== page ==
Kuno scale—Eulecanium kunoensis =E. kunoense
This sucking insect (Coccidae) sometimes damages plum and other Prunus spp., mostly in the San Francisco Bay Area and Sacramento Valley.
Kuno scale females are about 1/6 inch in diameter and almost spherical, resembling beads on stems. Mature females are dark and shiny brown. Females are yellow and orangish with black bands and blotches during a short period prior to egg production in late spring.
Unlike other species of soft scales it resembles, Kuno scales have a broad, internal 'lip' or shelf-like margin where the adult female attaches to the host; this lip is best seen by removing females from the host and examining their underside.
The nymphs are yellow or brown and flattened and during summer occur mostly along veins on the underside of leaves. The elongate, translucent, male cocoons are 1/12 inch long and can be prevalent on twigs.
Nymphs overwinter on twigs and mature into adults during March through early May. Eggs produced beneath the female hatch during spring into crawlers (mobile, first-instar nymphs) that migrate to settle and feed on leaves during summer. Nymphs return to the twigs before leaf drop in the fall. Kuno scale has one generation per year.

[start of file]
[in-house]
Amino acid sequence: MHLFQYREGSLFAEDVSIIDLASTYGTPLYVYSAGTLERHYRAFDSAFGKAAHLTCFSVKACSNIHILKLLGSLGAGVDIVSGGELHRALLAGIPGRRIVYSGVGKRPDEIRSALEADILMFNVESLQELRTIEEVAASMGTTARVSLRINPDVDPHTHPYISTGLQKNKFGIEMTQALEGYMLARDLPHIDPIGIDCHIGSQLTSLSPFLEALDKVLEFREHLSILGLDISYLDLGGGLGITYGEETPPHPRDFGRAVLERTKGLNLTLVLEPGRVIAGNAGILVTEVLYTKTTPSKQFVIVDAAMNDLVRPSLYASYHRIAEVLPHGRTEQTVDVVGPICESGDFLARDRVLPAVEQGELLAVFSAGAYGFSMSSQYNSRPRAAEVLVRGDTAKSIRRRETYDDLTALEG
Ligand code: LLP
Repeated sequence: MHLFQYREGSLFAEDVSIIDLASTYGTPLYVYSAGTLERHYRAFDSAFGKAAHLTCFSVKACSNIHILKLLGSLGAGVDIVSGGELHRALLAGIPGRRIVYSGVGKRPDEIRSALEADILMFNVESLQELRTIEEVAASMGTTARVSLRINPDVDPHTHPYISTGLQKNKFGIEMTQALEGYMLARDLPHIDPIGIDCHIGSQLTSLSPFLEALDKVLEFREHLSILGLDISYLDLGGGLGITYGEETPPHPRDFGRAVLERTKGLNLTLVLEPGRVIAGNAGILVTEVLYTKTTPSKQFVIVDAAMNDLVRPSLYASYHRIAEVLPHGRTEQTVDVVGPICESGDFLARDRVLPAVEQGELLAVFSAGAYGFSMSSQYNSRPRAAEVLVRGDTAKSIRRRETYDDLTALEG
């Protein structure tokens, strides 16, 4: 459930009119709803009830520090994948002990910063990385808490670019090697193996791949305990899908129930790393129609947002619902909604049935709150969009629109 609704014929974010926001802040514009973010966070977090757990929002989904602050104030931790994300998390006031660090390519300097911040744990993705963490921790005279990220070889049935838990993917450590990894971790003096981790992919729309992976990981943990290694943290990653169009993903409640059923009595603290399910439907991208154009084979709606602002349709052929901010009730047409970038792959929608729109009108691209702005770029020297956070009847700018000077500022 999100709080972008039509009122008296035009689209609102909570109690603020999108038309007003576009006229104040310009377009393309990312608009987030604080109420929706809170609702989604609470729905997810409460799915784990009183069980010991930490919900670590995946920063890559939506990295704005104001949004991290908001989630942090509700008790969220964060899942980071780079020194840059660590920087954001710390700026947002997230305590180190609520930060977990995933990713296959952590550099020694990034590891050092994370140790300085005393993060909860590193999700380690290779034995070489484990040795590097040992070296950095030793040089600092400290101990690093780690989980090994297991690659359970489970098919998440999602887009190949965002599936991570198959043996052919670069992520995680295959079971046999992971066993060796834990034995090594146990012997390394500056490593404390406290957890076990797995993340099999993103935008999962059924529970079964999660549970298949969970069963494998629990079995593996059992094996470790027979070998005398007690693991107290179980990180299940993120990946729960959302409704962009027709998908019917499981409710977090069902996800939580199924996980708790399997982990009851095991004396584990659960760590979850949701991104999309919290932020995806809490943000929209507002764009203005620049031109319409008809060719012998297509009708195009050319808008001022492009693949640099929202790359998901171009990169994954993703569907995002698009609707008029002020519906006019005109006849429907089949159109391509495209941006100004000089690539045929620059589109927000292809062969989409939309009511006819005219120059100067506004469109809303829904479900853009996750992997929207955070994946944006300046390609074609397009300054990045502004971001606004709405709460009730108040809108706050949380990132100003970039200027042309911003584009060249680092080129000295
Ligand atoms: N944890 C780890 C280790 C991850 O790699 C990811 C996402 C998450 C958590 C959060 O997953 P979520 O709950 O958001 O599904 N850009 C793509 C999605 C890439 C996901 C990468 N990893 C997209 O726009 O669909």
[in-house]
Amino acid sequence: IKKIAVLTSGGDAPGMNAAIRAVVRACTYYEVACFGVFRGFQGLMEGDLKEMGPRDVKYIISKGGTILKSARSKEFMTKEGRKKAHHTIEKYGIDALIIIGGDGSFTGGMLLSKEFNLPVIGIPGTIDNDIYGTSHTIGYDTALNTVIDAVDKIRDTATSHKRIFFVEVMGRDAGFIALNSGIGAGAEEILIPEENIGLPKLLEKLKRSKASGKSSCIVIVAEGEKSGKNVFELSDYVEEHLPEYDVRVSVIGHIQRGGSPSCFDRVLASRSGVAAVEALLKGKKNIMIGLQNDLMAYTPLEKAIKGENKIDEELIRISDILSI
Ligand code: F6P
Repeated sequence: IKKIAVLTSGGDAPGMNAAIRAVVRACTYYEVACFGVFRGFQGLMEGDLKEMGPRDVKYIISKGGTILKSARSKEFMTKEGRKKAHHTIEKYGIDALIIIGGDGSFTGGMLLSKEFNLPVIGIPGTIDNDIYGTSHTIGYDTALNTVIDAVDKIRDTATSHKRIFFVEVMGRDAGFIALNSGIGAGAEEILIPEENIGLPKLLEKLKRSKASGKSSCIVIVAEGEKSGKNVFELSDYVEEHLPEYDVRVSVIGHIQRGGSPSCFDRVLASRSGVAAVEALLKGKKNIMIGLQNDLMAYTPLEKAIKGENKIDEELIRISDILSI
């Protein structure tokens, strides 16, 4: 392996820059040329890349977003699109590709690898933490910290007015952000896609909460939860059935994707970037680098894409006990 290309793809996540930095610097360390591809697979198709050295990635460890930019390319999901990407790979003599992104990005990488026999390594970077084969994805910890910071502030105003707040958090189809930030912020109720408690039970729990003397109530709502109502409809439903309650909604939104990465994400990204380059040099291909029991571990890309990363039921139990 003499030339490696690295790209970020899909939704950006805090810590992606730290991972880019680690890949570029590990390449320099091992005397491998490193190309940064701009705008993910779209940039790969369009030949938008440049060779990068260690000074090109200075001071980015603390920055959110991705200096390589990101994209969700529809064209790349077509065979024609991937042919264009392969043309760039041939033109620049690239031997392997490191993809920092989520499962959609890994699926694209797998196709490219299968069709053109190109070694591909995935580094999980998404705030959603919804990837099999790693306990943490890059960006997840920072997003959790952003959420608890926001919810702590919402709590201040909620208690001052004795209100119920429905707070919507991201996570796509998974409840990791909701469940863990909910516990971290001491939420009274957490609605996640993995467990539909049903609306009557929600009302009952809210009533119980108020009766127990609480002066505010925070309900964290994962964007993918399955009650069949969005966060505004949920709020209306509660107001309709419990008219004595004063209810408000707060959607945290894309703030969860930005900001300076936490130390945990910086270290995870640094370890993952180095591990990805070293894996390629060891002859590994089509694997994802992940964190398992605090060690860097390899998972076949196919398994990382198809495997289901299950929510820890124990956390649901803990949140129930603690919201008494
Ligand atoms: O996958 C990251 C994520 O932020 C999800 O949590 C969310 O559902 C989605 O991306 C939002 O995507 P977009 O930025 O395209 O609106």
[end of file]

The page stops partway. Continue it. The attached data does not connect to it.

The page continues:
Kuno scales suck phloem sap from leaves and twigs. The scale is most abundant on plum trees in gardens and landscapes; it is not a pest on commercial fruit and nut crops in California. Rarely damaged hosts include cotoneaster, pyracantha, rose, walnut, and other woody Rosaceae.
Kuno scales can become abundant quickly. They produce copious amounts of honeydew, which results in blackish sooty mold growth and attracts ants. Feeding by high populations of scale causes hosts to appear water stressed. Prolonged high scale populations can result in premature leaf drop and dieback of twigs.
Control ants, which attack the natural enemies of scale insects. If the scale has been abundant, spray horticultural oil on branch terminals and twigs during the delayed dormant period (as buds begin to swell) or thoroughly drench the underside of leaves in early summer. Avoid spraying dormant plum and walnut trees with oil. Do not apply oil when temperatures will exceed 90°F or if trees have suffered from a lack of adequate soil moisture.
For more information, consult the Pest Notes: Scales and The Scale Insects of California Part 1: The Soft Scales.